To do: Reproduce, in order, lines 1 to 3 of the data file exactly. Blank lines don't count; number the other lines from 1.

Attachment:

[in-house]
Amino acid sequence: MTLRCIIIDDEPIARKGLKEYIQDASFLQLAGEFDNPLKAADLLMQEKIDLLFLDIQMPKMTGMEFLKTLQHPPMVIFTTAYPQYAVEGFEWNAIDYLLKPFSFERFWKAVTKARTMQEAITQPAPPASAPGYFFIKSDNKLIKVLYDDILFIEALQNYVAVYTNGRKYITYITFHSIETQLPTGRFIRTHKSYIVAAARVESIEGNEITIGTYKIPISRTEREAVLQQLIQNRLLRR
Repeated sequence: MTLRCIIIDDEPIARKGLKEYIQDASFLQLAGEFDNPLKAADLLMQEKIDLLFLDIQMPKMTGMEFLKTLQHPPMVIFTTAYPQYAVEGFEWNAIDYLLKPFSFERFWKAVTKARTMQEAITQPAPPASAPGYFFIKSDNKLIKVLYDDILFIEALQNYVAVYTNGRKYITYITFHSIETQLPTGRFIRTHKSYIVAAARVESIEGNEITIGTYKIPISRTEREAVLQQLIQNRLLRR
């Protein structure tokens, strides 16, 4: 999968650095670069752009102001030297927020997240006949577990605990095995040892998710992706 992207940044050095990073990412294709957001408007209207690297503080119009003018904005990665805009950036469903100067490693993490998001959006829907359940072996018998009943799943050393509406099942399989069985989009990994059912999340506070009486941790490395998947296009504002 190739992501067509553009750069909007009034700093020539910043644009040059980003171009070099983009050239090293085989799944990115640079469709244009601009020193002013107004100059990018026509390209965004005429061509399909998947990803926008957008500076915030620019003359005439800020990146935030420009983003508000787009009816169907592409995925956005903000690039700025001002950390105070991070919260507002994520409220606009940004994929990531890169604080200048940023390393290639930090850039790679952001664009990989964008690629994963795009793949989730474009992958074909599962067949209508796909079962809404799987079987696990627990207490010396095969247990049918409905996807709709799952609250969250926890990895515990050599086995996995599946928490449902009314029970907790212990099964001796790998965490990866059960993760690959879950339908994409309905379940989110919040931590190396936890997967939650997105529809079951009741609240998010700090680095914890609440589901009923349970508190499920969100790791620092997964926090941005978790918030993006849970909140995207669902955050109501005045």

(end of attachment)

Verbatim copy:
[in-house]
Amino acid sequence: MTLRCIIIDDEPIARKGLKEYIQDASFLQLAGEFDNPLKAADLLMQEKIDLLFLDIQMPKMTGMEFLKTLQHPPMVIFTTAYPQYAVEGFEWNAIDYLLKPFSFERFWKAVTKARTMQEAITQPAPPASAPGYFFIKSDNKLIKVLYDDILFIEALQNYVAVYTNGRKYITYITFHSIETQLPTGRFIRTHKSYIVAAARVESIEGNEITIGTYKIPISRTEREAVLQQLIQNRLLRR
Repeated sequence: MTLRCIIIDDEPIARKGLKEYIQDASFLQLAGEFDNPLKAADLLMQEKIDLLFLDIQMPKMTGMEFLKTLQHPPMVIFTTAYPQYAVEGFEWNAIDYLLKPFSFERFWKAVTKARTMQEAITQPAPPASAPGYFFIKSDNKLIKVLYDDILFIEALQNYVAVYTNGRKYITYITFHSIETQLPTGRFIRTHKSYIVAAARVESIEGNEITIGTYKIPISRTEREAVLQQLIQNRLLRR